The train continues on from Denali to Fairbanks. Not so lucky on this leg; the train's air conditioning had been taxed beyond its imits and given up trying. Eighty-five as we sped along.

Fairbanks has, we were told thrity-five thousand residents. But one-third are transient collegestudents, one-third are air-force transients, and many of the rest are tourists. No matter your category, you had to face a temperature that day of -- wait for it -- eighty-five.  (Too bad we weren't in Dawson where the same weather woud show a temperature of only 30 :-)

Fairbanks is home to Riverboat Discovery, a paddlewheel steamer on the Chena River. In some tourist areas major attractions throw together all sorts of stuff in hopes of attracting more patrons. We can call them portmanteau attractions. Discovery is one such. No sooner had we boarded than we got the floatplane demo. One landed and tookoff right next to us. Then came the Butcher dog kennels. Susan Butcher won the Iditarod five times with these dogs before losing a battle wih cancer; she is an Alaskan legend. Then the confluence of the Chena and Tanana rivers, with its mixing of turbid glacial waters and clear spring fed waters. Turning around we docked at an indian village demonstration with elk, clothing, fisheries, and whatever. Returning to the steamers dock we were treated to lunch. While eating we were introduced to another Alaskan legend, Lance mackey, who won four times in a row. And then on to the enormous emproium where every kind of saleable product was available. No visitor with any interest in divesting himself of dollars was left without at least one unbelievably attractive option. Portmanteau or not, Riverboat Discovery was a great time, with so many facets one need go nowhere else.

map of tour
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Bus tour

A little calculation showed that we bussed about 2000 kilometers, so I alliterated it into our "Multi-Million Meter Motorcoach Marathon."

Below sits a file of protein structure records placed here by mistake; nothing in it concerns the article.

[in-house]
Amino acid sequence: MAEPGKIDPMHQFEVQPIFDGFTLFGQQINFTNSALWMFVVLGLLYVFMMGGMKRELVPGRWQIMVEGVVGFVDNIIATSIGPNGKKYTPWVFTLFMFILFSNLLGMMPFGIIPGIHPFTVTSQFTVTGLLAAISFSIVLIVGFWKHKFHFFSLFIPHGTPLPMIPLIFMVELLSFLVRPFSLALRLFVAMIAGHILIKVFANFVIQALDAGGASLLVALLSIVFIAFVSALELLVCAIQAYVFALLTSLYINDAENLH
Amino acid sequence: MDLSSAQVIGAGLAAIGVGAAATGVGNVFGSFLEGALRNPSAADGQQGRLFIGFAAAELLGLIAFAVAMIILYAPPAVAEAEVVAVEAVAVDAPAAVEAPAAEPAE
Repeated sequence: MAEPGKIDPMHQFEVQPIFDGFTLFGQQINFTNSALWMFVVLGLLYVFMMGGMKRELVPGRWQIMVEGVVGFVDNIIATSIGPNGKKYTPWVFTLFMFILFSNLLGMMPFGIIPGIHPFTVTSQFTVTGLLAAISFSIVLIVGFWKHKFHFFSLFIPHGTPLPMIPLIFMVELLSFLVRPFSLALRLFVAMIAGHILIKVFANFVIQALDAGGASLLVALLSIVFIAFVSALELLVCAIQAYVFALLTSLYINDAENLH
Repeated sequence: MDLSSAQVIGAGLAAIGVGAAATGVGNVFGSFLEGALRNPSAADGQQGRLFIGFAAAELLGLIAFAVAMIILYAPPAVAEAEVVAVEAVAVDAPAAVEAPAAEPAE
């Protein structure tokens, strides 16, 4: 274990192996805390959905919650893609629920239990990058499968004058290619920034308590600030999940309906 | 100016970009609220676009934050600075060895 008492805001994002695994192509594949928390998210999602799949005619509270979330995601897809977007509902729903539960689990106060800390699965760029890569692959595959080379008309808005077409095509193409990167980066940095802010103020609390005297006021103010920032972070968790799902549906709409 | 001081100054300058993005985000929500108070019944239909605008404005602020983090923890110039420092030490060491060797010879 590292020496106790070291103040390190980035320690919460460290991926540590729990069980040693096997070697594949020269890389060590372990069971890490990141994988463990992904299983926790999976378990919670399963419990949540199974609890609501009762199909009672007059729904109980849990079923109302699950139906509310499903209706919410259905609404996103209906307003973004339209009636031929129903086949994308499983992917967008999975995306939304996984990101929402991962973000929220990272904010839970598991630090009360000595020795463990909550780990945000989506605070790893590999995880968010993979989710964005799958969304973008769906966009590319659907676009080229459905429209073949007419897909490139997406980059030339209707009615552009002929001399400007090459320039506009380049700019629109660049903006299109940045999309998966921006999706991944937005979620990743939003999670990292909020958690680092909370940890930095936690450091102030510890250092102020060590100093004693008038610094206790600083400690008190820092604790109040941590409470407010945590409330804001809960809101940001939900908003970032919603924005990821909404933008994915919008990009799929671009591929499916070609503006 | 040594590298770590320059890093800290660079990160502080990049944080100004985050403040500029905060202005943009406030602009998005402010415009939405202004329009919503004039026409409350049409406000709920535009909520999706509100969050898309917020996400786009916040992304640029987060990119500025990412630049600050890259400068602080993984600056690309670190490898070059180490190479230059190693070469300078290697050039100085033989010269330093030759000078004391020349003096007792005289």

We did get to see the Alaskan pipeline as it crossed a river. Not really all that impressive at that location.

We passed North Pole although most other busses stopped there. Perhaps our tour vendor had not reached a profit sharing agreement with the store. We stopped at Delta, an old settlement near Delta Junction. Mildly interesting collection of artifacts. We stopped at Chicken, so named because the founders wanted to name it after the state bird but could not spell Ptarmigan.

From Delta Juntion to Tok, the bus traveled the Alcan Highway built in WWII as a land route to inland Alaska. Rather than construction crews, the task was entrusted to soldiers. Unaware that the task was impossible in the time allowed, they completed it in about eight months. From Tok we proceded on the Top of the Woeld Highway, stopping at the Forty Mile region overlook. The most interesting/dullest part of the trip was an hour-long wait to take the ferry across the river to Dawon. We got to watch the ferry make dozens of trips with vehicles  given priority to ours. The current was so strong the ferry had to make a curve to cross.